While more than 40 per cent of businesses in the United Kingdom have accessed external finance this year, the economic impact could be far greater, the British Business Bank’s first annual Regions and Nations Tracker reveals. The problems begin with a lack of local investors and regional disparities in access to equity finance and private debt.
London, the Southeast, the Northwest and the East of England accounted for 86 per cent of equity investment and 69 per cent of private debt investment despite hosting just 55 per cent of UK businesses. By contrast, Yorkshire and the Humber accounts for just 1.5 per cent of equity investment and 4.9 per cent of private debt activity while hosting 7.2 per cent of the business population. London still dominates growth finance, accounting for 62 per cent of equity investment and 35 per cent of private debt investment despite only having 19 per cent of the UK’s SME population.
The authors state the UK’s uneven distribution of growth finance is not driven by a lack of high growth potential business in certain areas of the country but by the presence of local investors. Investors are far more likely to invest in businesses close to their office. In 82 per cent of equity investment stakes between 2011 and 2020, the investor and company are within two hours of each other whilst 61 per cent are within one hour of each other.
The preference for short distance deals has not been curtailed by the increase in remote working due to COVID-19, as the data shows only a slight uptick in the mean and median travel time in 2020. In more than half of investment stakes in 2020, the investor and company are within 30 minutes or less of each other, and on average within 70 minutes.
“The lower flows of finance in certain regions and localities reflect a population of businesses operating with fewer choices,” British Business Bank CEO Catherine Lewis La Torre said. “These gaps in growth finance are undoubtedly holding back ambitious entrepreneurs and lead to wasted economic potential. This is something the British Business Bank is committed to changing.”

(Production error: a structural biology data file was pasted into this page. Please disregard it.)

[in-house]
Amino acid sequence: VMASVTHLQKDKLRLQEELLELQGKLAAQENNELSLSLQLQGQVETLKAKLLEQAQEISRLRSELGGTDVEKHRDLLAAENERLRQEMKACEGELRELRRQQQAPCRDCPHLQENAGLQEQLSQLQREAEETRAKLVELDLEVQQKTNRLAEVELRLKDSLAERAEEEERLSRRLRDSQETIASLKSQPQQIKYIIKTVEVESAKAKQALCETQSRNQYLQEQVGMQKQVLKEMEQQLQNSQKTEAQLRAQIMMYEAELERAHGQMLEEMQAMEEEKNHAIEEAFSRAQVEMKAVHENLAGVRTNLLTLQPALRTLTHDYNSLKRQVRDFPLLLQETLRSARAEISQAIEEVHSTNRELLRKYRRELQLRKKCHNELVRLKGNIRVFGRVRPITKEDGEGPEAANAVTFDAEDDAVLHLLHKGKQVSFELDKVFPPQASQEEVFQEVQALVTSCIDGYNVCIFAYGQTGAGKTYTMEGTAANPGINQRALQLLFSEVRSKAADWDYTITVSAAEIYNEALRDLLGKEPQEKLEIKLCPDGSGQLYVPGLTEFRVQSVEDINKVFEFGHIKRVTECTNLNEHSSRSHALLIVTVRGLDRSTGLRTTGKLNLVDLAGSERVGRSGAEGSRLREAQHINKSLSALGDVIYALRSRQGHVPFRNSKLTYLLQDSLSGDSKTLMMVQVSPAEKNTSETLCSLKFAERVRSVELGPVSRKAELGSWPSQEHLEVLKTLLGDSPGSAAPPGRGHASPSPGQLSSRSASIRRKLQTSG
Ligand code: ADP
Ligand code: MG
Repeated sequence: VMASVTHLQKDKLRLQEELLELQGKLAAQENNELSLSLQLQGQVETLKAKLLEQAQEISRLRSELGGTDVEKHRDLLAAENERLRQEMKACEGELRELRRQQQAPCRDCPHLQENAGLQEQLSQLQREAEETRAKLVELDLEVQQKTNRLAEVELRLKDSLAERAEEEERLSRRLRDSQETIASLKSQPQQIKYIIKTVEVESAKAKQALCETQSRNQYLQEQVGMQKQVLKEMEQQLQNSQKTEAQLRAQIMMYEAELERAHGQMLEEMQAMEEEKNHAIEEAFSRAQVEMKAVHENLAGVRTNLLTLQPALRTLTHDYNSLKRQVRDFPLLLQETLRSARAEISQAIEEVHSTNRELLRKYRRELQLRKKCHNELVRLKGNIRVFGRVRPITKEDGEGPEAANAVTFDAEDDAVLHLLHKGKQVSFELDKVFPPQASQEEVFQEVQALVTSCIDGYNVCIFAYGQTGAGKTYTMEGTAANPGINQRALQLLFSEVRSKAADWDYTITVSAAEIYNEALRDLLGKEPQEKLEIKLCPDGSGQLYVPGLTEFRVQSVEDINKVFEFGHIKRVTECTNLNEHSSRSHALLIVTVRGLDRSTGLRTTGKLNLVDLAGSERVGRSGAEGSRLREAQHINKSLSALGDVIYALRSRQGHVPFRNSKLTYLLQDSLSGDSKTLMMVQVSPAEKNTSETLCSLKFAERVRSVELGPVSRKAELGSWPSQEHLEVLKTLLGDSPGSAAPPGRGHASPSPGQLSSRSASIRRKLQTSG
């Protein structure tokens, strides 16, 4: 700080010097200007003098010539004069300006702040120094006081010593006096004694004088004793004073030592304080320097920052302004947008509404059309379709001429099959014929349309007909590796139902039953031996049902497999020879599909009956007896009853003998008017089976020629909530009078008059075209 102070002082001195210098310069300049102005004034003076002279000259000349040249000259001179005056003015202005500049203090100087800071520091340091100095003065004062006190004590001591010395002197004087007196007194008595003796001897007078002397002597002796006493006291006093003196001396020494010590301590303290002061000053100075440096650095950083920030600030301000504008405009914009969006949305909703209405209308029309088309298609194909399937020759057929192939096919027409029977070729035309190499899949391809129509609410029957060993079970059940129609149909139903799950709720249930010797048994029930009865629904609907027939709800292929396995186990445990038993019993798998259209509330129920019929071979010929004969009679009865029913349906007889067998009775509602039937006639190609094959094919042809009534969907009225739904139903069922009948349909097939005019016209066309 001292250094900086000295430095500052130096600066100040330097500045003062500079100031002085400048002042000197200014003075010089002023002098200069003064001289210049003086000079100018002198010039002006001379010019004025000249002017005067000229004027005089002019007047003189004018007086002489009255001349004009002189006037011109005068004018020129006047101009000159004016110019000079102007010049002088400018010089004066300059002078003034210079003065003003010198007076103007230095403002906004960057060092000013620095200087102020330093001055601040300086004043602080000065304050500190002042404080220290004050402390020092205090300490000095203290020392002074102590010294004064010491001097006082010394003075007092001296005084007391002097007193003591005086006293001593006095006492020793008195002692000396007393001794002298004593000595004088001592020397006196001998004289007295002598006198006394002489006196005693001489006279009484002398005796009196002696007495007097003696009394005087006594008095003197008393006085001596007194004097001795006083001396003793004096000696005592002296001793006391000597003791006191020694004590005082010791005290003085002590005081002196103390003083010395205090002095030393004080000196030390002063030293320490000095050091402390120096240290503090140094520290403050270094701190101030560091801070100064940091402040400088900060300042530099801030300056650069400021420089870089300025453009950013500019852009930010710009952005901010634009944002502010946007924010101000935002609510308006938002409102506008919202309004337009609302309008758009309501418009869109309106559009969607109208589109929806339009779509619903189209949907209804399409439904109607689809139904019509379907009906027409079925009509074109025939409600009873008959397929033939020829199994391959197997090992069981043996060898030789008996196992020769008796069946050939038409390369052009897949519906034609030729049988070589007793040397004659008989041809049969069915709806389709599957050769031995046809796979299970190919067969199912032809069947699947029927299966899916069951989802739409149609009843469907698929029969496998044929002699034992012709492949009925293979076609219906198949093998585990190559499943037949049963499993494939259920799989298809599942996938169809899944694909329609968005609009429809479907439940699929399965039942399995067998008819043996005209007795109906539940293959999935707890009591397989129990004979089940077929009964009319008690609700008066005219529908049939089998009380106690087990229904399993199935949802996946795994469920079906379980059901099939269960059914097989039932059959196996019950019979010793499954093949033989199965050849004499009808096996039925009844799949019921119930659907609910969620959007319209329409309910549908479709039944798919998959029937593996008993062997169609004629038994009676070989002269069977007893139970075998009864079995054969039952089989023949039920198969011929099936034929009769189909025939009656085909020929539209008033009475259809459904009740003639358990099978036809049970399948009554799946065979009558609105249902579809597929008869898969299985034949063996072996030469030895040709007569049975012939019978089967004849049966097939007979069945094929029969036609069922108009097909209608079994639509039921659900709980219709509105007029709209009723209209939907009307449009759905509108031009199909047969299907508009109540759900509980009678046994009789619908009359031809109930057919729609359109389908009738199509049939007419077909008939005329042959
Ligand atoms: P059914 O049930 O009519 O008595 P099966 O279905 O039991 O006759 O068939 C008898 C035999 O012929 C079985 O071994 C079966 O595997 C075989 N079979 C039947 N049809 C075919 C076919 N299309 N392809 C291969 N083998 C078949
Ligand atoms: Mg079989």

The British Business Bank said it addresses these regional imbalances in access to external finance by providing strong support to businesses outside of London. Only 14 per cent are in London. Between 2020 and 2021, they invested £943m into businesses based outside of London, exceeding the original target of £868m.
The numbers were given a boost in the last half of 2020-21, which saw a £357m flow in total. Regional fund managers also successfully secured co-investment from other bank-delivered programmes, such as the Future Fund, to best support local companies.
The report stressed access to growth finance is particularly difficult for rural business owners who were more likely to resort to injecting personal funds into their businesses in 2020, especially in the construction sector. Roughly 38 per cent of rural construction business owners used personal funds compared to 27 per cent of their urban counterparts.
Investors with a local presence are critical to the success of UK equity ecosystems. The data shows a clear positive correlation between equity deals per high-growth business, and the strength of the local investor base.
Equity concentration is also strong. Taken together, the top 20 local authorities, which also include non-London hotspots such as Manchester, Bristol, Cardiff, and Newcastle upon Tyne, account for 58 per cent of all deals since 2011.cLondon, Scotland and the northeast of England fall within what the report calls the “self-contained” category due to the prevalence of the local investor base in equity transactions in companies within each geography. London is the most self-contained region, with 90 per cent of equity investors in London businesses also based in London, followed by Scotland at 81 per cent and the Northeast with 66 per cent.
Strong investment links were also identified between different parts of the UK. On average 60 per cent of investors into businesses in the East of England, Southeast, East Midlands and Southwest are based in London.